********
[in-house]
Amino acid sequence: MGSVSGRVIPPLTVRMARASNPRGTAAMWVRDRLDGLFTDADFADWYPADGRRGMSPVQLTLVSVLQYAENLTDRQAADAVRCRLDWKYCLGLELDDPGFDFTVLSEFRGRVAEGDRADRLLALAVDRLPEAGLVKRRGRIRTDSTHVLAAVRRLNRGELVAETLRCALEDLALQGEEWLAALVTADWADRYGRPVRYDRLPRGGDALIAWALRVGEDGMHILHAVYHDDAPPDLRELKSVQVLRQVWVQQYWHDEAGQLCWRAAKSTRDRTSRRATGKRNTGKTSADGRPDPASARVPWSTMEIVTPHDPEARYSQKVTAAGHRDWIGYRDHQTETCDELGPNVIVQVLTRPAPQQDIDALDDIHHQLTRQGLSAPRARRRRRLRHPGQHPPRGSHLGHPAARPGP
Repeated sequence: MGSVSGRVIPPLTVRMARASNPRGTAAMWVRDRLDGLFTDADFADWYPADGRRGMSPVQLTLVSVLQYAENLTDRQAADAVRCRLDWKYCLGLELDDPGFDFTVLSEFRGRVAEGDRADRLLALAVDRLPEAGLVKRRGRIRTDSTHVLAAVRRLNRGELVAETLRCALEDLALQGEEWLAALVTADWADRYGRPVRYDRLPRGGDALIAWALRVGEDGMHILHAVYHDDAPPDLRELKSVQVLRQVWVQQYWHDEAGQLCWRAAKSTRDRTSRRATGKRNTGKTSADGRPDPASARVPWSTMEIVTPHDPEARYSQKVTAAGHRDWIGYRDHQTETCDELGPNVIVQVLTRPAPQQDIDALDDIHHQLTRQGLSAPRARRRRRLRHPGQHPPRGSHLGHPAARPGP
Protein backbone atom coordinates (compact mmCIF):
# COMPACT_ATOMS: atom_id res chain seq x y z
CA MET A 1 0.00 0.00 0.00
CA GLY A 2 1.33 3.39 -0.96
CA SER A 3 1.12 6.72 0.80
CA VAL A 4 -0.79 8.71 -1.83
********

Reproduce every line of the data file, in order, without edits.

[in-house]
Amino acid sequence: MGSVSGRVIPPLTVRMARASNPRGTAAMWVRDRLDGLFTDADFADWYPADGRRGMSPVQLTLVSVLQYAENLTDRQAADAVRCRLDWKYCLGLELDDPGFDFTVLSEFRGRVAEGDRADRLLALAVDRLPEAGLVKRRGRIRTDSTHVLAAVRRLNRGELVAETLRCALEDLALQGEEWLAALVTADWADRYGRPVRYDRLPRGGDALIAWALRVGEDGMHILHAVYHDDAPPDLRELKSVQVLRQVWVQQYWHDEAGQLCWRAAKSTRDRTSRRATGKRNTGKTSADGRPDPASARVPWSTMEIVTPHDPEARYSQKVTAAGHRDWIGYRDHQTETCDELGPNVIVQVLTRPAPQQDIDALDDIHHQLTRQGLSAPRARRRRRLRHPGQHPPRGSHLGHPAARPGP
Repeated sequence: MGSVSGRVIPPLTVRMARASNPRGTAAMWVRDRLDGLFTDADFADWYPADGRRGMSPVQLTLVSVLQYAENLTDRQAADAVRCRLDWKYCLGLELDDPGFDFTVLSEFRGRVAEGDRADRLLALAVDRLPEAGLVKRRGRIRTDSTHVLAAVRRLNRGELVAETLRCALEDLALQGEEWLAALVTADWADRYGRPVRYDRLPRGGDALIAWALRVGEDGMHILHAVYHDDAPPDLRELKSVQVLRQVWVQQYWHDEAGQLCWRAAKSTRDRTSRRATGKRNTGKTSADGRPDPASARVPWSTMEIVTPHDPEARYSQKVTAAGHRDWIGYRDHQTETCDELGPNVIVQVLTRPAPQQDIDALDDIHHQLTRQGLSAPRARRRRRLRHPGQHPPRGSHLGHPAARPGP
Protein backbone atom coordinates (compact mmCIF):
# COMPACT_ATOMS: atom_id res chain seq x y z
CA MET A 1 0.00 0.00 0.00
CA GLY A 2 1.33 3.39 -0.96
CA SER A 3 1.12 6.72 0.80
CA VAL A 4 -0.79 8.71 -1.83